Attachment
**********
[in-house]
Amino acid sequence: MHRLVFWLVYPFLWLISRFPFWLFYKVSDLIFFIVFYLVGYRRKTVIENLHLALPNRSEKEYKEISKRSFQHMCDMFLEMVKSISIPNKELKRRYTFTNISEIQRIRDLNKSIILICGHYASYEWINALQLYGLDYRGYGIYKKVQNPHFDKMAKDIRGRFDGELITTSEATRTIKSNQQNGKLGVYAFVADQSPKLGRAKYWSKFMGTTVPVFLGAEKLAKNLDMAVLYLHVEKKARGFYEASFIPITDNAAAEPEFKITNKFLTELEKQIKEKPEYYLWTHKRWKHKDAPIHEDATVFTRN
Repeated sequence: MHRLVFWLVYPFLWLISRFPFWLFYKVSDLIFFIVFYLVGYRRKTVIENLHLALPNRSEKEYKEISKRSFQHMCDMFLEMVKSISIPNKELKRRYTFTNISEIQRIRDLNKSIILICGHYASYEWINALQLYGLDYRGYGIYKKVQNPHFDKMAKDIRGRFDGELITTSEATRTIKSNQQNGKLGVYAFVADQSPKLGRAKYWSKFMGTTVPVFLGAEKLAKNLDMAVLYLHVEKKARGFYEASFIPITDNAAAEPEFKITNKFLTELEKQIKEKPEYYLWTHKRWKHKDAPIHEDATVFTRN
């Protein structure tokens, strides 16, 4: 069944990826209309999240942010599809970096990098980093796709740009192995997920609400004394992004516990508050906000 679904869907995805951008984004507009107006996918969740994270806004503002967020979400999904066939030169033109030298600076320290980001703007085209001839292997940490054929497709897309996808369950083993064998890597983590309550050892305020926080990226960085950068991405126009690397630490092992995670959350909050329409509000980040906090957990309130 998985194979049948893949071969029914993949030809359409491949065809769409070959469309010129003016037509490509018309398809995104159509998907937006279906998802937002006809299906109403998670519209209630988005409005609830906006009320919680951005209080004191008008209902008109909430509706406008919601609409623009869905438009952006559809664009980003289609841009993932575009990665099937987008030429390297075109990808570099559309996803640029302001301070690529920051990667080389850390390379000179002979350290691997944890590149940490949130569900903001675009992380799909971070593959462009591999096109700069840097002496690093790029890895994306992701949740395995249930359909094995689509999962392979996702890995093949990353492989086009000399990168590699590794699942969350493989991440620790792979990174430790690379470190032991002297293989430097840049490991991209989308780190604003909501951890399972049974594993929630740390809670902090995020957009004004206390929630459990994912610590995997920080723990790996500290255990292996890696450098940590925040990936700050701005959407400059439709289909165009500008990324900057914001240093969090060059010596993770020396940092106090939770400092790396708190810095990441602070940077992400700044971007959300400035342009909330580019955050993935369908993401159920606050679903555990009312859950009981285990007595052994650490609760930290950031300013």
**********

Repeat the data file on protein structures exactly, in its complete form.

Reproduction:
[in-house]
Amino acid sequence: MHRLVFWLVYPFLWLISRFPFWLFYKVSDLIFFIVFYLVGYRRKTVIENLHLALPNRSEKEYKEISKRSFQHMCDMFLEMVKSISIPNKELKRRYTFTNISEIQRIRDLNKSIILICGHYASYEWINALQLYGLDYRGYGIYKKVQNPHFDKMAKDIRGRFDGELITTSEATRTIKSNQQNGKLGVYAFVADQSPKLGRAKYWSKFMGTTVPVFLGAEKLAKNLDMAVLYLHVEKKARGFYEASFIPITDNAAAEPEFKITNKFLTELEKQIKEKPEYYLWTHKRWKHKDAPIHEDATVFTRN
Repeated sequence: MHRLVFWLVYPFLWLISRFPFWLFYKVSDLIFFIVFYLVGYRRKTVIENLHLALPNRSEKEYKEISKRSFQHMCDMFLEMVKSISIPNKELKRRYTFTNISEIQRIRDLNKSIILICGHYASYEWINALQLYGLDYRGYGIYKKVQNPHFDKMAKDIRGRFDGELITTSEATRTIKSNQQNGKLGVYAFVADQSPKLGRAKYWSKFMGTTVPVFLGAEKLAKNLDMAVLYLHVEKKARGFYEASFIPITDNAAAEPEFKITNKFLTELEKQIKEKPEYYLWTHKRWKHKDAPIHEDATVFTRN
């Protein structure tokens, strides 16, 4: 069944990826209309999240942010599809970096990098980093796709740009192995997920609400004394992004516990508050906000 679904869907995805951008984004507009107006996918969740994270806004503002967020979400999904066939030169033109030298600076320290980001703007085209001839292997940490054929497709897309996808369950083993064998890597983590309550050892305020926080990226960085950068991405126009690397630490092992995670959350909050329409509000980040906090957990309130 998985194979049948893949071969029914993949030809359409491949065809769409070959469309010129003016037509490509018309398809995104159509998907937006279906998802937002006809299906109403998670519209209630988005409005609830906006009320919680951005209080004191008008209902008109909430509706406008919601609409623009869905438009952006559809664009980003289609841009993932575009990665099937987008030429390297075109990808570099559309996803640029302001301070690529920051990667080389850390390379000179002979350290691997944890590149940490949130569900903001675009992380799909971070593959462009591999096109700069840097002496690093790029890895994306992701949740395995249930359909094995689509999962392979996702890995093949990353492989086009000399990168590699590794699942969350493989991440620790792979990174430790690379470190032991002297293989430097840049490991991209989308780190604003909501951890399972049974594993929630740390809670902090995020957009004004206390929630459990994912610590995997920080723990790996500290255990292996890696450098940590925040990936700050701005959407400059439709289909165009500008990324900057914001240093969090060059010596993770020396940092106090939770400092790396708190810095990441602070940077992400700044971007959300400035342009909330580019955050993935369908993401159920606050679903555990009312859950009981285990007595052994650490609760930290950031300013």